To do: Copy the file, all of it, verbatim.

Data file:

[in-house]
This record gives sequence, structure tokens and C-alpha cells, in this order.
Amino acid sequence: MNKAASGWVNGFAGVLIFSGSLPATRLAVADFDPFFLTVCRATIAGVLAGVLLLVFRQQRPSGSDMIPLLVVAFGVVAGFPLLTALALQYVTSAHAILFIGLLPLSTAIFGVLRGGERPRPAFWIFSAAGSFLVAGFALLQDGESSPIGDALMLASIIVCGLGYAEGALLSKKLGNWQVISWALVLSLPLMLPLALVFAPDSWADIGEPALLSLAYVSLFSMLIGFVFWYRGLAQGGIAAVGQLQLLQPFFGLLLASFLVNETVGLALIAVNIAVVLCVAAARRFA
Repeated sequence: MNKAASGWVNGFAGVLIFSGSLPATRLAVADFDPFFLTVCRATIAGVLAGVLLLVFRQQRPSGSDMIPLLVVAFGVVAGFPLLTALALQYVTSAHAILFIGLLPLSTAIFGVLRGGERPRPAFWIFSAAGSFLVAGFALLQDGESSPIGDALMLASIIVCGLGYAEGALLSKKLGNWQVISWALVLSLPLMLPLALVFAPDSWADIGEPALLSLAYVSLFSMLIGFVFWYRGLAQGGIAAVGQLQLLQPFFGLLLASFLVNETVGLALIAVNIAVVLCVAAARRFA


[in-house]
This record gives sequence, structure tokens and C-alpha cells, in this order.
Amino acid sequence: MNKAASGWVNGFAGVLIFSGSLPATRLAVADFDPFFLTVCRATIAGVLAGVLLLVFRQQRPSGSDMIPLLVVAFGVVAGFPLLTALALQYVTSAHAILFIGLLPLSTAIFGVLRGGERPRPAFWIFSAAGSFLVAGFALLQDGESSPIGDALMLASIIVCGLGYAEGALLSKKLGNWQVISWALVLSLPLMLPLALVFAPDSWADIGEPALLSLAYVSLFSMLIGFVFWYRGLAQGGIAAVGQLQLLQPFFGLLLASFLVNETVGLALIAVNIAVVLCVAAARRFA
Repeated sequence: MNKAASGWVNGFAGVLIFSGSLPATRLAVADFDPFFLTVCRATIAGVLAGVLLLVFRQQRPSGSDMIPLLVVAFGVVAGFPLLTALALQYVTSAHAILFIGLLPLSTAIFGVLRGGERPRPAFWIFSAAGSFLVAGFALLQDGESSPIGDALMLASIIVCGLGYAEGALLSKKLGNWQVISWALVLSLPLMLPLALVFAPDSWADIGEPALLSLAYVSLFSMLIGFVFWYRGLAQGGIAAVGQLQLLQPFFGLLLASFLVNETVGLALIAVNIAVVLCVAAARRFA